Overcoming Zionism itself is certainly partisan in the sense that it argues that the present Zionist Israeli state is illegitimate and should be replaced by a new, secular democratic state for both Israeli Jews and Palestinians. Kovel argues his case through a well-documented critique of the history of Zionism and the modern Israeli state. Of course, many will disagree with Kovel’s argument. The question is, is it unscholarly? Kovel argues forcefully for a particular point, and takes a stance in a political conflict – should this be out of bounds for academic writing? The fact is that many academic texts argue unreservedly for certain principles – the benefits of the free market (in Economics), or for flexible working practices (in Management) or for international law based on principles on human rights (in Law). But within today’s political climate, these principles are so widely accepted as to be utterly uncontentious. Kovel’s sin is to argue for something that is not only unpopular, but regarded by many as beyond acceptable discourse.

The reason that Kovel’s argument is so controversial is not for any scholarly reason – the reason is purely political. The pro-Israel lobby is an extremely powerful force in US politics – highly organised, very well funded, with influence in the heart of government – and through persuasion, chastisement and not a little bullying, the lobby has managed to establish in many people’s minds that criticism of Israel and Zionism is no less than anti-Semitism – that is to say, that criticism of the actions of a state and a political ideology is equivalent to an attack and denigration of a whole people. It is a dangerous line of argument, because if extended to any state and people it would mean that criticism of any state other than one’s own should be considered a racist attack. Indeed, in the case of Israel, being Jewish does not seem to give you any more right to be critical of the state that claims to be your homeland, as Kovel himself has found out.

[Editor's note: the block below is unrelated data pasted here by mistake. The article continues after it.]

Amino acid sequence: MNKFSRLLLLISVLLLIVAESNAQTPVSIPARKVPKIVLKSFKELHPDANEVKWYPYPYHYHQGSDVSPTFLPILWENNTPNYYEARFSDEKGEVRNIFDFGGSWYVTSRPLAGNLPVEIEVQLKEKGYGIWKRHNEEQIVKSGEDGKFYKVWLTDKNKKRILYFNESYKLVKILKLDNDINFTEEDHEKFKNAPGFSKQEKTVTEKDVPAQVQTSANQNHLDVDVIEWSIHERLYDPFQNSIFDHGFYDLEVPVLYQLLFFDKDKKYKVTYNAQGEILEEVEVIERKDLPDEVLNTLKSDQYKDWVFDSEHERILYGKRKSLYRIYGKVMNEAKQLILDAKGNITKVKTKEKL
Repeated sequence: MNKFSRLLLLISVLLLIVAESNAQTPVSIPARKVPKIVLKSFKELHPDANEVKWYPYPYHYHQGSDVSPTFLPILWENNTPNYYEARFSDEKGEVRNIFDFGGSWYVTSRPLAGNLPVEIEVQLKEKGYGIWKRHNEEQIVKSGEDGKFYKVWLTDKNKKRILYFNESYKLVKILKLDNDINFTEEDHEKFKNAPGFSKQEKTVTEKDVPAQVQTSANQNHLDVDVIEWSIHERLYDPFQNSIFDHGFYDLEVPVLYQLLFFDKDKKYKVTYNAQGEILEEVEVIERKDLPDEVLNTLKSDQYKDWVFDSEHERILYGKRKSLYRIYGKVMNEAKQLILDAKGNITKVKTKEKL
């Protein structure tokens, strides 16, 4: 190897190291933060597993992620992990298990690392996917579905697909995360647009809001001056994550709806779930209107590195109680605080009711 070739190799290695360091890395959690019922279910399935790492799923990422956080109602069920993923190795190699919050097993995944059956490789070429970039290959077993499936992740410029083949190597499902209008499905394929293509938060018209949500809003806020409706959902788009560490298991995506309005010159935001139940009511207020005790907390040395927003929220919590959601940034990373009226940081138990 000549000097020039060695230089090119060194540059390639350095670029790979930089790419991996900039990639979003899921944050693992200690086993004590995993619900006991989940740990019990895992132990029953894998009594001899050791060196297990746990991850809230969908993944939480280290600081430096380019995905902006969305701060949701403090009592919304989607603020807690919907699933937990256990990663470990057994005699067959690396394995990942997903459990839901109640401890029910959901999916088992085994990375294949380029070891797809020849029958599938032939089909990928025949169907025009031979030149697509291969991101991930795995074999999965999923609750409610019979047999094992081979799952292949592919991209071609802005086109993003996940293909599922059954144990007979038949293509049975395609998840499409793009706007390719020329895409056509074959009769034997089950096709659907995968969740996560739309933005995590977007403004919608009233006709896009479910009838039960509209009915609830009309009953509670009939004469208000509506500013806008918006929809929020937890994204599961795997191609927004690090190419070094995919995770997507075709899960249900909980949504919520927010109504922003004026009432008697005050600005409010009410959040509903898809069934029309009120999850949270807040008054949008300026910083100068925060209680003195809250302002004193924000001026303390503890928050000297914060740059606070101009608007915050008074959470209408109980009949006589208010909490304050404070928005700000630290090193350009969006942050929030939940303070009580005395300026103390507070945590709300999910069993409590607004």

The controversy surrounding Overcoming Zionism is only one example of what happens when an academic crosses the line of acceptable discourse set by the Israeli lobby. Campus Watch, another lobby organisation, is in the business of identifying scholars who are critical of Israel and attempting to discredit them. It is widely accepted that Norman Finkelstein, author of The Holocaust Industry, lost his permanent position at De Paul University as a result of pressure from the lobby. There is currently a similar dispute over tenure for Nadia Abu El-Haj, an anthropologist at Barnard College, Columbia University, who has written a book about how archaeology is deployed to support political ends – specifically, to demonstrate the veracity of Israel’s supposed origins in a Biblical past, a claim at the heart of Zionism.

Israel is at the heart of today’s conflicts in the Middle East. Israel’s treatment of Palestinians enrages fellow Muslims across the world, and incites animosity towards both Israel and its main sponsor, the US. If it is not possible to discuss Israel freely within the US, how can the US come to develop a considered and just policy in the Middle East?